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TEMPE, Ariz. – The day after the Arizona Cardinals’ season ended in the wild-card round of the NFL playoffs, coach Kliff Kingsbury said losing wide receiver DeAndre Hopkins in Week 14 influenced their finish.

“It was impactful, there’s no doubt,” Kingsbury said. “I mean, he’s one of the top players in the entire league at any position. And particularly in the red zone, I think you saw some struggles there, as far as touchdown percentage, things of that nature.

“He’s a guy, you got to know where he’s at as a defense each and every snap and got to do things to try and take him away. And that opens up other aspects of your offense and so he’s got a big value when it comes to being on the field and unfortunately, we didn’t have him some. And we got to learn from that and be better the next time he has to miss time. Hopefully, it’s not very often.”

Kingsbury said what everyone already knew, and he could have said it a dozen different ways, but it still undersold how much losing Hopkins affected the Cardinals’ offense. It changed everything.

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When Hopkins went down late in the Week 14 loss to the Los Angeles Rams on Monday Night Football clutching his knee, which led to season-ending surgery, Arizona’s offense lost its focal point. The Cardinals were 10-2 – about to be 10-3 – and shared the best record in the NFL while holding a firm grasp on the NFC West.

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Afterward, the season fell apart. Without Hopkins down the stretch – he also missed three games following a Week 8 loss to Green Bay – the Cardinals were 1-4, including the playoff defeat, and their offense looked pedestrian. The Cardinals averaged 18.8 points in the final five games without Hopkins compared with 30.2 in games with him.

It’s not just that Arizona wasn’t scoring. It wasn’t moving the ball. The yard differential in Weeks 15 through the wild-card game was minus-26. When Hopkins and quarterback Kyler Murray were on the field – Murray missed the same three games as Hopkins in November – it was plus-62.

The passing touchdowns per attempt dropped from 5.9% with Hopkins to 2.4% without him in December and January. That struggle continued in the red zone, as Kingsbury said. With Hopkins, Arizona’s red zone touchdown rate was 65.9%. Without him it dropped to 35.7%.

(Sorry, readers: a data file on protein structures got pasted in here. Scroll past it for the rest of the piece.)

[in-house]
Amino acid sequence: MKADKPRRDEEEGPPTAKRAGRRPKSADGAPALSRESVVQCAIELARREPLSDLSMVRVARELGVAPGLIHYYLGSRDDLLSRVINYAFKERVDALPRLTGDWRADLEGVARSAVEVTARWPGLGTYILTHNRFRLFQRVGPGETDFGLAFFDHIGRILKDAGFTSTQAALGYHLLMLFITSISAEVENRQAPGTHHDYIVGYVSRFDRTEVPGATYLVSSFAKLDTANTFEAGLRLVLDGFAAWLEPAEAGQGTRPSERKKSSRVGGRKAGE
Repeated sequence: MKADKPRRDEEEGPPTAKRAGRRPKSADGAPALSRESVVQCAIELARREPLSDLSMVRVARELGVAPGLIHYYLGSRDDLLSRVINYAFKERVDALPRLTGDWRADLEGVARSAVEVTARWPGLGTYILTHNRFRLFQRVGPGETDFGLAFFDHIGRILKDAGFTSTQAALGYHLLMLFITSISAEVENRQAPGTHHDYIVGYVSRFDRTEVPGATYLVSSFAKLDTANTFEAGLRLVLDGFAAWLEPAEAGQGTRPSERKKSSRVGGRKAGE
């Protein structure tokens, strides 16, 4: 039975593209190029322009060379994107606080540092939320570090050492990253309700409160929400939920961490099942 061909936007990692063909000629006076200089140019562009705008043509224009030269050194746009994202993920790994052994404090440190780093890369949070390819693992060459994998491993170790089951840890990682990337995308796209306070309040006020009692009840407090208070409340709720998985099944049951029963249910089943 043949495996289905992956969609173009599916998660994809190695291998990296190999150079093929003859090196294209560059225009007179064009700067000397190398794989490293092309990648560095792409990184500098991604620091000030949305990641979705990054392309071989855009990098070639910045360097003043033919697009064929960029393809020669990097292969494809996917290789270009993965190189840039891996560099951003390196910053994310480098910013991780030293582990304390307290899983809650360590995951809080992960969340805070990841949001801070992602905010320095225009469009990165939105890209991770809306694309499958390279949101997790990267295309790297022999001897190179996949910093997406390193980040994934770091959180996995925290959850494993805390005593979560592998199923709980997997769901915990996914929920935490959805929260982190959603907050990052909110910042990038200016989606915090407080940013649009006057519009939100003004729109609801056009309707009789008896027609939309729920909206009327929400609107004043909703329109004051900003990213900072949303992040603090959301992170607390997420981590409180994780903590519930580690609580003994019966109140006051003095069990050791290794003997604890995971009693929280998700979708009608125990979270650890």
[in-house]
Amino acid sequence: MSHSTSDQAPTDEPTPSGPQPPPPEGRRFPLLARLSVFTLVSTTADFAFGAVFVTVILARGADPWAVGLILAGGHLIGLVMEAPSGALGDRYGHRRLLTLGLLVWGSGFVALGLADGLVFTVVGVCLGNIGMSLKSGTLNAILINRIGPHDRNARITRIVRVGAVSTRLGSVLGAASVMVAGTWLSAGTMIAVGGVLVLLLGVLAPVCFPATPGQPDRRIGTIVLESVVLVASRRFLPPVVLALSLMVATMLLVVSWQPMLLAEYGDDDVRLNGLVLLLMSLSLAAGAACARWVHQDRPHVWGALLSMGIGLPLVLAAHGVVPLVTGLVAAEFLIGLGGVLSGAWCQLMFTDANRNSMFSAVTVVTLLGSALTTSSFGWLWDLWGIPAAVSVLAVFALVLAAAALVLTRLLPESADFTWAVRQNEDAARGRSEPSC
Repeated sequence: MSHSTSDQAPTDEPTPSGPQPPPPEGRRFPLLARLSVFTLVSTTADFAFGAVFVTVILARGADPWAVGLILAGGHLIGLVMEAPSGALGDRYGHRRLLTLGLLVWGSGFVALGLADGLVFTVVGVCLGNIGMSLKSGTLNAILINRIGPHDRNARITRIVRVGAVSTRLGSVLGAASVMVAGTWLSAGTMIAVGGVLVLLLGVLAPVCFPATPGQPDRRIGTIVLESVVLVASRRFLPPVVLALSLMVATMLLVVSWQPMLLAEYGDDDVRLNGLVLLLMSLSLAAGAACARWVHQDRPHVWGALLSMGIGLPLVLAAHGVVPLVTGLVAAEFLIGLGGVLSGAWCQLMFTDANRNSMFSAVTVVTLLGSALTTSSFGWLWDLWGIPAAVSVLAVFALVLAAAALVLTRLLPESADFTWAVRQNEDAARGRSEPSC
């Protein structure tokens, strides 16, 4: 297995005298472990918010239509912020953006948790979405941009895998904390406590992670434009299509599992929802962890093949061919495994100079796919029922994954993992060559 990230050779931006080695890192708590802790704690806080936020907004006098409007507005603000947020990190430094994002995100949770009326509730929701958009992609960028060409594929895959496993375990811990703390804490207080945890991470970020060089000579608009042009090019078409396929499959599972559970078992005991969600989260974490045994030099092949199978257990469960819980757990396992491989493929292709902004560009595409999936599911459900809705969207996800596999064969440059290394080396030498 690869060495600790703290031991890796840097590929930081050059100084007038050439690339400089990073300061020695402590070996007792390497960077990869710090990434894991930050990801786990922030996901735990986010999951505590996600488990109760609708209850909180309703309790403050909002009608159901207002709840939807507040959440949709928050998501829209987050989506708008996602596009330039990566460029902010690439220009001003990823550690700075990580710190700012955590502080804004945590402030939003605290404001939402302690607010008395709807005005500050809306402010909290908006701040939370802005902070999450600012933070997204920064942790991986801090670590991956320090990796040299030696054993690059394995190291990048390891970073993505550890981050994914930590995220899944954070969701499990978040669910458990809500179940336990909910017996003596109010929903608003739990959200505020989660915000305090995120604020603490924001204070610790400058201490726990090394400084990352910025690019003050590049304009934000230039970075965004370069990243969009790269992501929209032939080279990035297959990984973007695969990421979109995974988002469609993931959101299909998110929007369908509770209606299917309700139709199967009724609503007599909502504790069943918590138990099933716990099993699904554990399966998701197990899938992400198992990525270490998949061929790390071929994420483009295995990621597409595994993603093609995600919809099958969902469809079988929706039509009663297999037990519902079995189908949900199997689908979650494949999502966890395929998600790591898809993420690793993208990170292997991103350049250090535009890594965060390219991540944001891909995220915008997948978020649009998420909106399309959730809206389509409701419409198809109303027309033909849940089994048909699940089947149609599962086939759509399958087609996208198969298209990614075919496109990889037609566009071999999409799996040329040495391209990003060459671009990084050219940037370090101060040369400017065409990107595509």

Murray’s completion percentage was 71.6% with Hopkins and 63.1% without him. Arizona averaged 1.9 passing touchdowns per game with Hopkins and one without him.

And having Hopkins on the field dictated how defenses played the Cardinals. Murray was blitzed an average of three more times per game without Hopkins in December and January.

“I don’t know about who’s playing us different,” Murray said. “I just know that when you don’t have DeAndre Hopkins out there, you’re going to look a little different as far as personnel-wise.”

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Murray described not having Hopkins on the field as “tough.” It was for everyone, including Murray. Without Hopkins in those final five games, his average time in the pocket dropped .04 seconds and he completed 3.6% fewer throws of 20 or more yards.

Hopkins finished the year with 572 receiving yards and a team-high eight touchdowns on 42 catches in 10 games. In the final five games without him, no teammate came close to that total. Tight end Zach Ertz had 28 catches for 253 yards and wide receiver Christian Kirk had 24 for 264 yards and a touchdown, but A.J. Green had 12 for 194. Antoine Wesley, an undrafted receiver who played for Kingsbury at Texas Tech, essentially filled Hopkins’ role in the offense. Wesley had three touchdowns in the final five games, all coming out of the isolated receiver position to Murray’s left, which is where Hopkins lined up.

The good news for the Cardinals? Kingsbury said Hopkins is expected to be 100% within the next month.

“Hop, you’re talking one of the top 10 players in the entire league,” Kingsbury said. “It’s going to start there when you’re game-planning, and without him, you just have to find different ways.”